Financing a commercial solar system requires careful consideration of various options, including purchasing outright, obtaining a loan, opting for a Power Purchase Agreement (PPA), or leasing the solar equipment. Purchasing the system outright is ideal for businesses with available capital, offering immediate financial returns.
Green loans from banks or credit unions can also provide competitive interest rates for solar system purchases. PPAs involve a partnership with a solar provider, where businesses buy the electricity generated at a fixed rate over a specified period, resulting in cheaper electricity without the initial investment.
Solar equipment leasing, lasting between five to ten years, offers fixed lease costs and potential tax benefits. Careful financial modelling is necessary to determine the optimum solar system size and maximise returns. Additionally, Renewable Energy Certificates (RECs) such as Small Scale Technology Certificates (STCs) can provide rebates for solar systems up to 100 kW capacity.
How you can finance a commercial solar system
Purchasing a solar system can only sometimes be financed out of existing cash flow. There are financing and leasing options; all have cash flow impacts, risk and tax considerations.
It is also possible not to acquire the solar system but to have it owned by a third party who sells you the generated electricity at a set rate. This is called a Power Purchase Agreement (PPA). As with any finance option, a PPA will see a “middleman” introduced, who makes a margin.
Only sophisticated financial modelling can calculate the optimum solar system size to maximise your financial return.
Are there rebates on commercial solar systems?
Renewable Energy Certificates (RECs) can be created via the Federal Government’s Renewable Energy Target (RET) Scheme. These effects can reduce the cost of a solar power system, as they are a kind of “rebate”.
Solar systems up to 100 kW capacity are eligible for Small Scale Technology Certificates (STCs), which can be redeemed immediately. They, therefore, form an attractive discount off the upfront capex cost.
These LGCs are created monthly or annually and can then be registered and sold according to actual metered solar generation on an ongoing basis. However, the long-term LGC target in the RET has been reached, and thus the value of LGCs has decreased substantially and is predicted to be close to zero in the future.
STCs and LGC rebate calculations can be undertaken by the ISC or the solar installation company. Larger solar systems (above 100kW) can be registered as power stations under the RET scheme and generate Large Scale Generation Certificates (LGCs).
So what are the different options – one by one?
- Pay the system in total. One can purchase the commercial solar system outright with funds from the business. This option is helpful for companies with solid cash flow and the capital available. This method allows you to enjoy the system’s full financial returns immediately.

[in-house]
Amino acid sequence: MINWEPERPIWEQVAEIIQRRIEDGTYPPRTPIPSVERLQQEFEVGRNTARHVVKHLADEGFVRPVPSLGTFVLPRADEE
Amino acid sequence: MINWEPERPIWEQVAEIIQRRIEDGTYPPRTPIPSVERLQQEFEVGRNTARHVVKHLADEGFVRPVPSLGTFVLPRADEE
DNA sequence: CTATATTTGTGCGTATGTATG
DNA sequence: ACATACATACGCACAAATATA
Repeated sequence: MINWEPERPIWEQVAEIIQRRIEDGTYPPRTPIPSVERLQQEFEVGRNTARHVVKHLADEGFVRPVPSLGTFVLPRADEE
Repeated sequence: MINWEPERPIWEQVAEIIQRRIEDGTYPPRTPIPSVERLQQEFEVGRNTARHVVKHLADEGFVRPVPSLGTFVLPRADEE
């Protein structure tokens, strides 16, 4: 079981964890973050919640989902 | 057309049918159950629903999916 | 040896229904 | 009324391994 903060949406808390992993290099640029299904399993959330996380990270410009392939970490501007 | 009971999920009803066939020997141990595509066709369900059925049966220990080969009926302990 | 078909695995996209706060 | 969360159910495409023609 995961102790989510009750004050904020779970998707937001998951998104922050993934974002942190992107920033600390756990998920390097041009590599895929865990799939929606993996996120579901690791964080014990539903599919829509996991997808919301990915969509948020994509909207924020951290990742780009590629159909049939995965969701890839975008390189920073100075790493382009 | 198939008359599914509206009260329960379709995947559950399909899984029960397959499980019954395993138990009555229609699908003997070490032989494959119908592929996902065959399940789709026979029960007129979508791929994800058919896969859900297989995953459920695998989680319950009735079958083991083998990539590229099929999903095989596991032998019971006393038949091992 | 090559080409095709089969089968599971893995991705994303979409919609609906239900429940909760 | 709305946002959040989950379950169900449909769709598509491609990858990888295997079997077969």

- Get a loan. Some banks and credit unions offer green loans to assist in the purchase of environmentally friendly products. A commercial solar system falls into this category. These loans usually have a more competitive interest rate than other business loans.
- Power Purchase Agreements (PPA) are also popular. A PPA is an agreement between your business and a solar provider. The solar installation company supplies and maintains the solar system on your business’s roof. You agree to buy the electricity generated by the PV system at a fixed rate over a set period. Usually, the fixed rate per kWh is lower than the usual commercial rate. This way, one still can get cheaper electricity but does not have the initial outlay.
- Solar Equipment Lease. An equipment lease allows your business to lease the solar system from a provider for a period. This timeframe is typically between five and ten years. This option may include maintenance and repair costs, making managing the system’s ongoing costs easier. Having a fixed lease cost, one can budget for the purchase, and leasing can also have favourable tax implications.
Financing a commercial solar system in Australia can help your business reduce energy running costs, gain a higher certainty in energy expenditure and increase sustainability. It’s essential to explore all the options with your accountant to choose a financing solution that best suits your business’s needs and financial reality.
Should you consider purchasing solar, batteries, or other renewable energy products, we recommend engaging with a qualified local supplier or installer to provide you with extensive advice. To find the right partner try our company finder and ask our recommended experts to assist you. Using a Your Energy Answers Authorised Partner will give you a well-vetted, experienced, reliable, and trustworthy company to serve your needs.